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Lightning strike kills U.S. Open golf fan

One spectator was killed by lightning and five others were injured Thursday afternoon when a violent thunderstorm hit the Hazeltine National Golf Club course, site of the U.S. Open golf tournament. All six people were standing under a tree taking shelter from rain.

"I just felt something and then my legs went entirely numb and I went down," said Glenn Engstrom, 36, who was in stable condition at Ridgeview Medical Center in Waconia.

William Fadell, 27, of Spring Lake, Minn., died after suffering cardiac arrest, said Dr. Dale Bohlke, director of emergency medical services at St. Francis Regional Medical Center in Shakopee.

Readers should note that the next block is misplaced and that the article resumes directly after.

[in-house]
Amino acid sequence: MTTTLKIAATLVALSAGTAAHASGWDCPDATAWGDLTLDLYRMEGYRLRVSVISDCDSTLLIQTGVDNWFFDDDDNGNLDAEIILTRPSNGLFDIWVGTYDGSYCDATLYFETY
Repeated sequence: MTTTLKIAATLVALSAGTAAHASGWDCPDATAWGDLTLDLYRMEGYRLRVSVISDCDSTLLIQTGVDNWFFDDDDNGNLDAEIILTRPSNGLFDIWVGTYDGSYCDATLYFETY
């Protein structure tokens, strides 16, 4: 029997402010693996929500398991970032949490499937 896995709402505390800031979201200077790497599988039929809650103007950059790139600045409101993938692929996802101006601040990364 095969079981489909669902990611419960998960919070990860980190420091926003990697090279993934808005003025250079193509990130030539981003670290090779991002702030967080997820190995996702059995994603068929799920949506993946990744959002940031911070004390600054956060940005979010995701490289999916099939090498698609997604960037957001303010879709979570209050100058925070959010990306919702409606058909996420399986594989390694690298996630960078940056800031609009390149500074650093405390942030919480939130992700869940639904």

John James Hannahan, 42, of St. Paul, was listed in serious but stable condition after suffering respiratory arrest and burns on his legs. The three other victims, all from Minnesota, were listed in stable condition.

United States Golf Association officials had suspended play at 12:49 p.m. CDT after receiving reports of lightning in the area. Players and caddies were shuttled to the clubhouse, but an estimated 40,000 spectators were still on or around the course when lightning struck a small tree near the 11th tee about 1 p.m.

"Those guys fell like bowling pins," said Greg Groom, 35, a contractor from Minnetonka, Minn., who was leaving the grandstand behind the 10th green when the lightning hit.

"I saw lightning hit the tree," he said. "I ran over and two were unconscious. I didn't know which one to help. Two of them had their eyes rolling in the back of their heads.

"You didn't know which person to help because they were all down and their muscles weren't moving."